Sometimes, it can be difficult to tell if your contact lens is still in your eye or if it has fallen out. Once your eye becomes irritated, you may not know whether the discomfort you feel is being caused by a folded up contact lens that's out of sight or if it is a result of irritation caused by a contact lens that has already fallen out or by your finger as you attempted to search for the missing contact lens. The most important thing to do in this situation is to stay calm. Panicking will not help you find the contact lens any faster.
Cover your right eye to determine if your left eye can see clearly. Then, cover your left eye to test your right eye. If your vision is clear in both eyes, then both contact lenses are in your eyes. If your vision is blurry in either eye, then a contact lens has either slipped to the side or is not in your eye.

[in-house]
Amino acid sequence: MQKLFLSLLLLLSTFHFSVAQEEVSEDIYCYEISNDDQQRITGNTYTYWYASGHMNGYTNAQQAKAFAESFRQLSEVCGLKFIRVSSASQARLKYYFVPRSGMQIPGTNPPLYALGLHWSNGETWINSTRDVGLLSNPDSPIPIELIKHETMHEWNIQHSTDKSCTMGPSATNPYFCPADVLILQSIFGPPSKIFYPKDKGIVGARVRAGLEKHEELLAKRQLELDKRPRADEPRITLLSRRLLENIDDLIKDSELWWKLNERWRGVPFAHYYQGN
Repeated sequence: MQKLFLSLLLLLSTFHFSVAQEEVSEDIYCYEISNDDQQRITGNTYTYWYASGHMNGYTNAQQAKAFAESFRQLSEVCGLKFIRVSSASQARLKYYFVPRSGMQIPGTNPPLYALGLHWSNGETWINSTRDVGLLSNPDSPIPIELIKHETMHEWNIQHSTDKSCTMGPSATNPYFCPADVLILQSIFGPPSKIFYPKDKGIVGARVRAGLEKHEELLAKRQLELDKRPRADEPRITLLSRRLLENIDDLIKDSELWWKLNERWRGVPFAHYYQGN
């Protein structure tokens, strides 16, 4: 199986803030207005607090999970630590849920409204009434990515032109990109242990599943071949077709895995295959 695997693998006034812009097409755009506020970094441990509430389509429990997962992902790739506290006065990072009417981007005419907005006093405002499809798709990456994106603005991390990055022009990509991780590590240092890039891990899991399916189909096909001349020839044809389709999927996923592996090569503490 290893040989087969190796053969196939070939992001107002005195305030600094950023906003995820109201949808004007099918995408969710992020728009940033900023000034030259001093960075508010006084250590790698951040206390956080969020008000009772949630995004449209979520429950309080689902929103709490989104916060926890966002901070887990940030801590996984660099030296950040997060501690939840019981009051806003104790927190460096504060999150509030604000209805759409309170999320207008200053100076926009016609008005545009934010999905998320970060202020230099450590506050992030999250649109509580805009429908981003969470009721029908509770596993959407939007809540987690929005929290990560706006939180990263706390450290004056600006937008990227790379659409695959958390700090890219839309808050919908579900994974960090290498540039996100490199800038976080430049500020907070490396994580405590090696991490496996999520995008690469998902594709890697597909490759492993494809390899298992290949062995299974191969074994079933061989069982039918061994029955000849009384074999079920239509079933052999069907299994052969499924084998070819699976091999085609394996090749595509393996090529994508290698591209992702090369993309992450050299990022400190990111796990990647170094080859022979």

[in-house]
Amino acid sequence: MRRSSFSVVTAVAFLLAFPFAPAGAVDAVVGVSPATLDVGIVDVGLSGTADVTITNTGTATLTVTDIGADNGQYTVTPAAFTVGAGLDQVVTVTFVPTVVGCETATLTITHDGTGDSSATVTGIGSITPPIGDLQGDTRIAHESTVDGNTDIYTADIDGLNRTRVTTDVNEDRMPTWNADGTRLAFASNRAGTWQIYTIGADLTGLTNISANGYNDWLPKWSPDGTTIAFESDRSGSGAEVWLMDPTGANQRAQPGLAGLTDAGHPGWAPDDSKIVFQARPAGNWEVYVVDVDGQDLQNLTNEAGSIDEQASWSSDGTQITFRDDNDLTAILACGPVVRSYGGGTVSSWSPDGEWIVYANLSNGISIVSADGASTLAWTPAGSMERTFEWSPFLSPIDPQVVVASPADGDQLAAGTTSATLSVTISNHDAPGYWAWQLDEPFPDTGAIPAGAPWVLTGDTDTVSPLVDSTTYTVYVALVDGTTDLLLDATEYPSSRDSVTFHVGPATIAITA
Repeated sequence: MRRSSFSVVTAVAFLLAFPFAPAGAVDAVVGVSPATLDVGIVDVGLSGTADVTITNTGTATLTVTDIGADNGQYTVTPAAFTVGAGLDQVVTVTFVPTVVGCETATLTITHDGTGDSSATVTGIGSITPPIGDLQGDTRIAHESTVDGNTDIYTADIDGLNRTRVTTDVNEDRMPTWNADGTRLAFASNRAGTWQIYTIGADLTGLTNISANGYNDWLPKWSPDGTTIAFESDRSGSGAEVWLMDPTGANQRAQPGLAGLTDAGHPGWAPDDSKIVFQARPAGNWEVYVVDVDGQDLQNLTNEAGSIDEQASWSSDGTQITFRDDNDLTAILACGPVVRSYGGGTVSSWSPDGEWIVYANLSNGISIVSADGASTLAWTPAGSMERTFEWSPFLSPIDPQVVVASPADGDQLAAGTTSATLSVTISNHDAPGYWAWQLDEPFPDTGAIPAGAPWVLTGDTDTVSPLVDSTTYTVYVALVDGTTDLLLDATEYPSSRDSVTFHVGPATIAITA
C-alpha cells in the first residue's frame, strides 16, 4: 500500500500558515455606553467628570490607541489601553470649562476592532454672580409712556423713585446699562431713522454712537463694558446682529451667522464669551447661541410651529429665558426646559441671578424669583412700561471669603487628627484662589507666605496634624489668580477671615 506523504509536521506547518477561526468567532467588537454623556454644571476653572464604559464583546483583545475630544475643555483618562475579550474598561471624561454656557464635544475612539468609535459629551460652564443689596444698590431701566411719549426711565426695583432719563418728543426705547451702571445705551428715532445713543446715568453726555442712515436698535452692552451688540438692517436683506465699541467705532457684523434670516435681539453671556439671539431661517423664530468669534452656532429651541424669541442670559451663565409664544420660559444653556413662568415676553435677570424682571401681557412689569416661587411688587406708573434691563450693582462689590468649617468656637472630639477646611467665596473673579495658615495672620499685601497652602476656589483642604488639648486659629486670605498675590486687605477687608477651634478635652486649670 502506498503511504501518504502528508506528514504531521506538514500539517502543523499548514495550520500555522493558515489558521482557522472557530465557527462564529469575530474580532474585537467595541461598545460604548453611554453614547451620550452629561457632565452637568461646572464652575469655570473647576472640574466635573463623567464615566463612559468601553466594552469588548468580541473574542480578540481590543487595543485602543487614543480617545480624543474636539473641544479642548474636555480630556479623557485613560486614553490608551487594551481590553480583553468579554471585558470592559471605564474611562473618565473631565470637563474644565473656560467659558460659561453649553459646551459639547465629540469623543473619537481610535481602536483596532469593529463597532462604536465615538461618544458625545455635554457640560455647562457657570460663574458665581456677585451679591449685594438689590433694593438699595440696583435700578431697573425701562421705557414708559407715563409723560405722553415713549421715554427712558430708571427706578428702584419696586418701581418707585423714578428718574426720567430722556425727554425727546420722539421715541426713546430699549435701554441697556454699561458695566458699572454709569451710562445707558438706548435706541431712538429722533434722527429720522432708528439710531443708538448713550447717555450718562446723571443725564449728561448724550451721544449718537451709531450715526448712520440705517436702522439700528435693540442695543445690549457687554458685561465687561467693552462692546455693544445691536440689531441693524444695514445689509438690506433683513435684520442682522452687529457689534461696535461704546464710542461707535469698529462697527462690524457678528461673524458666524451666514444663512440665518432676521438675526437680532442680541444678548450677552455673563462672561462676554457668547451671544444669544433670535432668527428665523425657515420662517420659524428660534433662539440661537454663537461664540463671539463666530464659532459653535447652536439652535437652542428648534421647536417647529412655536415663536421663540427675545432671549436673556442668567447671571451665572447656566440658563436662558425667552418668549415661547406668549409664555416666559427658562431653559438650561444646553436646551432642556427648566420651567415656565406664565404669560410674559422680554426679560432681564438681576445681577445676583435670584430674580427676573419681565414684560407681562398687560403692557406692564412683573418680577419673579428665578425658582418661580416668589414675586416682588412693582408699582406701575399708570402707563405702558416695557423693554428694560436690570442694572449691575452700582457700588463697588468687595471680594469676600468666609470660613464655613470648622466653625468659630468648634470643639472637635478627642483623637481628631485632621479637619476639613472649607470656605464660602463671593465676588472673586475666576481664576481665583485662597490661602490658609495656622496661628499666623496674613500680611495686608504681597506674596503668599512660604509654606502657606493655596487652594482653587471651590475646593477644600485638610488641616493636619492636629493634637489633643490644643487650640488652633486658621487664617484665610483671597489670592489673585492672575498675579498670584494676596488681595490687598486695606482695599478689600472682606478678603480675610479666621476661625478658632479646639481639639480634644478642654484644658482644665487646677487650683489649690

- Sometimes, it can be difficult to tell if your contact lens is still in your eye or if it has fallen out.
- If your vision is blurry in either eye, then a contact lens has either slipped to the side or is not in your eye.
Examine your eye in a mirror. If your contact lens is in your eye and hasn't fallen to the floor, you should be able to see it in the mirror. You may need to open your eyes wide or gently pull on your upper and lower eyelids with your fingertips to get a better look around your eye. If your contact lens has folded up or slipped to the edges of your eye, pulling your lids gently open will help you find it.
See your doctor if you believe your contact lens is in your eye, but you cannot find it yourself. It's not possible for your contact lens to be permanently lost behind your eye, but if your contact lens has folded or rolled up and become lodged in your eye, you may need the assistance of your doctor to find it and properly remove it without damaging your eye.